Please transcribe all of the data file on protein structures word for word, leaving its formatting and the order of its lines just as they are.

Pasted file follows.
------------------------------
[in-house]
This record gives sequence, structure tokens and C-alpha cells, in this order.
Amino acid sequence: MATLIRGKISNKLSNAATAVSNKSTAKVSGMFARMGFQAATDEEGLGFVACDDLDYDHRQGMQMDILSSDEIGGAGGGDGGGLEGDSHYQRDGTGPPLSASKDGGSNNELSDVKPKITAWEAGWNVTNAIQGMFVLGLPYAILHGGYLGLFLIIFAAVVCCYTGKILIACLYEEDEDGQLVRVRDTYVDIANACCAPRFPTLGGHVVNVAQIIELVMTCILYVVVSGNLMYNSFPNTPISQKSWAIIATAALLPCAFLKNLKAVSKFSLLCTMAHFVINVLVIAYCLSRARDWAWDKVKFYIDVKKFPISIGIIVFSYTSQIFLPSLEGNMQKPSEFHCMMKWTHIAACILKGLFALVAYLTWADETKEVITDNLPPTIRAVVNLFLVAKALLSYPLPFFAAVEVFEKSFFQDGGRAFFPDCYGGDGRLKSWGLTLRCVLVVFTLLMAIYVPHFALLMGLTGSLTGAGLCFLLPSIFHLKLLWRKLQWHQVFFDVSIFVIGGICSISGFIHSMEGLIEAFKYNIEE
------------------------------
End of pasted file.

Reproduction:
[in-house]
This record gives sequence, structure tokens and C-alpha cells, in this order.
Amino acid sequence: MATLIRGKISNKLSNAATAVSNKSTAKVSGMFARMGFQAATDEEGLGFVACDDLDYDHRQGMQMDILSSDEIGGAGGGDGGGLEGDSHYQRDGTGPPLSASKDGGSNNELSDVKPKITAWEAGWNVTNAIQGMFVLGLPYAILHGGYLGLFLIIFAAVVCCYTGKILIACLYEEDEDGQLVRVRDTYVDIANACCAPRFPTLGGHVVNVAQIIELVMTCILYVVVSGNLMYNSFPNTPISQKSWAIIATAALLPCAFLKNLKAVSKFSLLCTMAHFVINVLVIAYCLSRARDWAWDKVKFYIDVKKFPISIGIIVFSYTSQIFLPSLEGNMQKPSEFHCMMKWTHIAACILKGLFALVAYLTWADETKEVITDNLPPTIRAVVNLFLVAKALLSYPLPFFAAVEVFEKSFFQDGGRAFFPDCYGGDGRLKSWGLTLRCVLVVFTLLMAIYVPHFALLMGLTGSLTGAGLCFLLPSIFHLKLLWRKLQWHQVFFDVSIFVIGGICSISGFIHSMEGLIEAFKYNIEE